AUKUS deal in sight as US congress poised to greenlight Virginia-class submarines

The US, United Kingdom and Australian defence ministers announced over the weekend that they would ramp up co-operation on underwater drones, artificial intelligence and deep-space technology, a development Marles praised as a “watershed moment” in the progress of the AUKUS security partnership.

The growing optimism about the progress of the AUKUS pact came as Prime Minister Anthony Albanese and Papua New Guinea Prime Minister James Marape signed a sweeping security agreement, including $200 million in funding to boost policing and national security services in PNG.

The legally binding deal will put our security relationship with PNG on the same level as arrangements with the US and New Zealand by including language almost identical to the ANZUS treaty.

The new pact requires Australia and PNG to consult each other and consider possible action to defend each other if they come under attack or face other major security threats.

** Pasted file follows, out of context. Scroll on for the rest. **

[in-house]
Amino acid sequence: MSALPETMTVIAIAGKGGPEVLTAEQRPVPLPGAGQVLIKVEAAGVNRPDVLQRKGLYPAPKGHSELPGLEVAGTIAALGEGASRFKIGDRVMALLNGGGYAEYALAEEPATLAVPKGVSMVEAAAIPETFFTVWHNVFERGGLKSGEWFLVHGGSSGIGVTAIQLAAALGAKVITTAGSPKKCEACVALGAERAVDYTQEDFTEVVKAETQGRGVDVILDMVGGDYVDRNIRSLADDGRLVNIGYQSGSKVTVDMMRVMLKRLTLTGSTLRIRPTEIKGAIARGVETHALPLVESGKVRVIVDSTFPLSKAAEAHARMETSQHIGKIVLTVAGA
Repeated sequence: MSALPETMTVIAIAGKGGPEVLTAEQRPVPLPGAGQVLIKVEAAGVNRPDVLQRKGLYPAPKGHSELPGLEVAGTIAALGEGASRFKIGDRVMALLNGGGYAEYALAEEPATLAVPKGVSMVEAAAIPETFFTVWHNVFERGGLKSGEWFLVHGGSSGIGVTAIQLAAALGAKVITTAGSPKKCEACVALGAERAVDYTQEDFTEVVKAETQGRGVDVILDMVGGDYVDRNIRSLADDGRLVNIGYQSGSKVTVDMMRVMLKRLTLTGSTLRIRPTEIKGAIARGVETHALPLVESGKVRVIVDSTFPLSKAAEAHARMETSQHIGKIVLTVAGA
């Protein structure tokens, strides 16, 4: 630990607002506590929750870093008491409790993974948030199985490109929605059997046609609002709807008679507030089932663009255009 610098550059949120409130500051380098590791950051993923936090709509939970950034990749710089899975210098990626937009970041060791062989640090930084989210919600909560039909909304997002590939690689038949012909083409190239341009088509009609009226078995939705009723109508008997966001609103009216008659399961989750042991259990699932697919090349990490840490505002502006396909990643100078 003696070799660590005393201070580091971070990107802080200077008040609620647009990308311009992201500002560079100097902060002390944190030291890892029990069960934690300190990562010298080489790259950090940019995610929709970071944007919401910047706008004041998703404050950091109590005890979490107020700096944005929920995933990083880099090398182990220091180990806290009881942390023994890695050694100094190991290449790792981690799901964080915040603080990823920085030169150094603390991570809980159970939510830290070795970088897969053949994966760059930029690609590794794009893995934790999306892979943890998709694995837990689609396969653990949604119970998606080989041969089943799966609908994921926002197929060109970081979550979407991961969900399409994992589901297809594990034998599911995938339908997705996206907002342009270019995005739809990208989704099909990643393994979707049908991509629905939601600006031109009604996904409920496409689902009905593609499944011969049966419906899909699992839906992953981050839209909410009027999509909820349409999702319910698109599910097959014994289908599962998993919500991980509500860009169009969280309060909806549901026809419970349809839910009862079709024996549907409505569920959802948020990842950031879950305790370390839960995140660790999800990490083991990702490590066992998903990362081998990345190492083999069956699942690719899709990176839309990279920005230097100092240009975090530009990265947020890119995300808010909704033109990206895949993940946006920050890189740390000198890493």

“This is a comprehensive and a historic agreement,” Albanese said.

“It will make it easier for Australia to help PNG address its internal security needs and for Australia and Papua New Guinea to support each other’s security and the region’s stability.”

Papua New Guinea Prime Minister James Marape and Prime Minister Anthony Albanese signed a landmark security agreement.Credit: Alex Ellinghausen

The agreement is the latest move by the federal government to ensure Australia remains the partner of choice for Pacific nations so they do not become dependent on China for their security needs.

Marape said the agreement encompassed “a broad spectrum of security” ranging from policing to the judiciary to defence.

Under the deal, Australia will fund a new police recruit and investigations training centre in Port Moresby to help PNG train more police officers as it works to almost double the size of its police force from 5600 to 10,000 officers.

Unlike the agreement struck with Tuvalu last month, the security pact with PNG does not give Australia a veto over security arrangements that PNG strikes with other nations.

Marape will return to Australia on February 8 to make an address to a joint sitting of parliament, making him the first foreign leader to do so since Indonesian President Joko Widodo in 2020.

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